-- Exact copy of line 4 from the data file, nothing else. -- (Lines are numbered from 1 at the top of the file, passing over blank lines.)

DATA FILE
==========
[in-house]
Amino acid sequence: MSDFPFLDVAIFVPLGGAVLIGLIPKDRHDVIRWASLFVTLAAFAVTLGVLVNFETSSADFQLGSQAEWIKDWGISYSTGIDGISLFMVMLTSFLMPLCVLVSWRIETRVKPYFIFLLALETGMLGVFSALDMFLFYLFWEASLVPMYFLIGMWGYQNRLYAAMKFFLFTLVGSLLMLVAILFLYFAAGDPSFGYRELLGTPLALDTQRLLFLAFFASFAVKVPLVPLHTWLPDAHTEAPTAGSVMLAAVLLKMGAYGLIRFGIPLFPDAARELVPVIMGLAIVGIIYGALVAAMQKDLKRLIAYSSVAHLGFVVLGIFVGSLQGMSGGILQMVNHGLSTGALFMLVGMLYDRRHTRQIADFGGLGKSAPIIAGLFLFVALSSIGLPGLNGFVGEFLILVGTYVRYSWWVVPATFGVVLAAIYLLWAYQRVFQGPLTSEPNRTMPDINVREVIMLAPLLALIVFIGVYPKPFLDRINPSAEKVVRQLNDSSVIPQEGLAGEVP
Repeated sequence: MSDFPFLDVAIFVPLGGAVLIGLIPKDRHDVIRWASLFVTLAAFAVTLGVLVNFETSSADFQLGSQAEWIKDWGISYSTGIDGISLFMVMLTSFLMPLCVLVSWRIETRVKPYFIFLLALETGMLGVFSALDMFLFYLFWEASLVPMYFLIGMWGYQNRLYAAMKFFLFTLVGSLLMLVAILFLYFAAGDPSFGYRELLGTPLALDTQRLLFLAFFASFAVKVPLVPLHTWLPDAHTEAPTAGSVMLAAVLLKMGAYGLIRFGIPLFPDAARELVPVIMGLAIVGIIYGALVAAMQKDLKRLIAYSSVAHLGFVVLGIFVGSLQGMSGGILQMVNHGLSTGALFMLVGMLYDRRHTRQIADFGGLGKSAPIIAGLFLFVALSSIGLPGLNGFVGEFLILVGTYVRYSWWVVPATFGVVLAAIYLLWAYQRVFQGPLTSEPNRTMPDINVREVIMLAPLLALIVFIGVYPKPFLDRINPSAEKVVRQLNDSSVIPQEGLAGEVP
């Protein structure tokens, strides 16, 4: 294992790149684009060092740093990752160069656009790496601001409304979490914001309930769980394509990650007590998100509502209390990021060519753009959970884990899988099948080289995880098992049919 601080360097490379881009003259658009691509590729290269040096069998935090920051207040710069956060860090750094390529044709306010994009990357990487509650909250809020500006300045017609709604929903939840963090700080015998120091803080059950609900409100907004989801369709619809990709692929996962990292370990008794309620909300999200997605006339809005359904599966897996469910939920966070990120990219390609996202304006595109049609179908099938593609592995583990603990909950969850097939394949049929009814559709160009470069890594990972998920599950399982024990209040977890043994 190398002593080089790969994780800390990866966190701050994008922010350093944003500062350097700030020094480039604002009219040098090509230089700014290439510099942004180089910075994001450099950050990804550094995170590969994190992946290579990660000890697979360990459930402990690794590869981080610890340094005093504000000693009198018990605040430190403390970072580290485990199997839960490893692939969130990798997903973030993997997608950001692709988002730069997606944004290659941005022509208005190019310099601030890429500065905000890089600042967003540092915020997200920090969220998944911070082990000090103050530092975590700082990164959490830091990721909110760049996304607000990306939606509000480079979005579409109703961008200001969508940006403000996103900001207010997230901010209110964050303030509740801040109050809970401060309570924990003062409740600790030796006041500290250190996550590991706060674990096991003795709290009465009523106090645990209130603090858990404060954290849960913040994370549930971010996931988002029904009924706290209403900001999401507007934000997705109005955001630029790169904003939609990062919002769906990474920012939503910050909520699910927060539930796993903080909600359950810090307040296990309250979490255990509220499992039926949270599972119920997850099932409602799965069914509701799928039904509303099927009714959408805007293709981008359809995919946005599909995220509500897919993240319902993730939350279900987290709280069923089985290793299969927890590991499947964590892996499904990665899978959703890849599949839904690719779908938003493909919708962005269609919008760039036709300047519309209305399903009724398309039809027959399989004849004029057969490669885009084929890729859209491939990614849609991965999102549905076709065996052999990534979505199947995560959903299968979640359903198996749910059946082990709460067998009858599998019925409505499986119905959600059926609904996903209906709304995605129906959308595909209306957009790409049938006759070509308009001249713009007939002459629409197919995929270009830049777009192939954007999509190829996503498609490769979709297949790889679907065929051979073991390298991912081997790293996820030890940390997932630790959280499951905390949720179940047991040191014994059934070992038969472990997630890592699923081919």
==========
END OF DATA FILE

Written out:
């Protein structure tokens, strides 16, 4: 294992790149684009060092740093990752160069656009790496601001409304979490914001309930769980394509990650007590998100509502209390990021060519753009959970884990899988099948080289995880098992049919 601080360097490379881009003259658009691509590729290269040096069998935090920051207040710069956060860090750094390529044709306010994009990357990487509650909250809020500006300045017609709604929903939840963090700080015998120091803080059950609900409100907004989801369709619809990709692929996962990292370990008794309620909300999200997605006339809005359904599966897996469910939920966070990120990219390609996202304006595109049609179908099938593609592995583990603990909950969850097939394949049929009814559709160009470069890594990972998920599950399982024990209040977890043994 190398002593080089790969994780800390990866966190701050994008922010350093944003500062350097700030020094480039604002009219040098090509230089700014290439510099942004180089910075994001450099950050990804550094995170590969994190992946290579990660000890697979360990459930402990690794590869981080610890340094005093504000000693009198018990605040430190403390970072580290485990199997839960490893692939969130990798997903973030993997997608950001692709988002730069997606944004290659941005022509208005190019310099601030890429500065905000890089600042967003540092915020997200920090969220998944911070082990000090103050530092975590700082990164959490830091990721909110760049996304607000990306939606509000480079979005579409109703961008200001969508940006403000996103900001207010997230901010209110964050303030509740801040109050809970401060309570924990003062409740600790030796006041500290250190996550590991706060674990096991003795709290009465009523106090645990209130603090858990404060954290849960913040994370549930971010996931988002029904009924706290209403900001999401507007934000997705109005955001630029790169904003939609990062919002769906990474920012939503910050909520699910927060539930796993903080909600359950810090307040296990309250979490255990509220499992039926949270599972119920997850099932409602799965069914509701799928039904509303099927009714959408805007293709981008359809995919946005599909995220509500897919993240319902993730939350279900987290709280069923089985290793299969927890590991499947964590892996499904990665899978959703890849599949839904690719779908938003493909919708962005269609919008760039036709300047519309209305399903009724398309039809027959399989004849004029057969490669885009084929890729859209491939990614849609991965999102549905076709065996052999990534979505199947995560959903299968979640359903198996749910059946082990709460067998009858599998019925409505499986119905959600059926609904996903209906709304995605129906959308595909209306957009790409049938006759070509308009001249713009007939002459629409197919995929270009830049777009192939954007999509190829996503498609490769979709297949790889679907065929051979073991390298991912081997790293996820030890940390997932630790959280499951905390949720179940047991040191014994059934070992038969472990997630890592699923081919």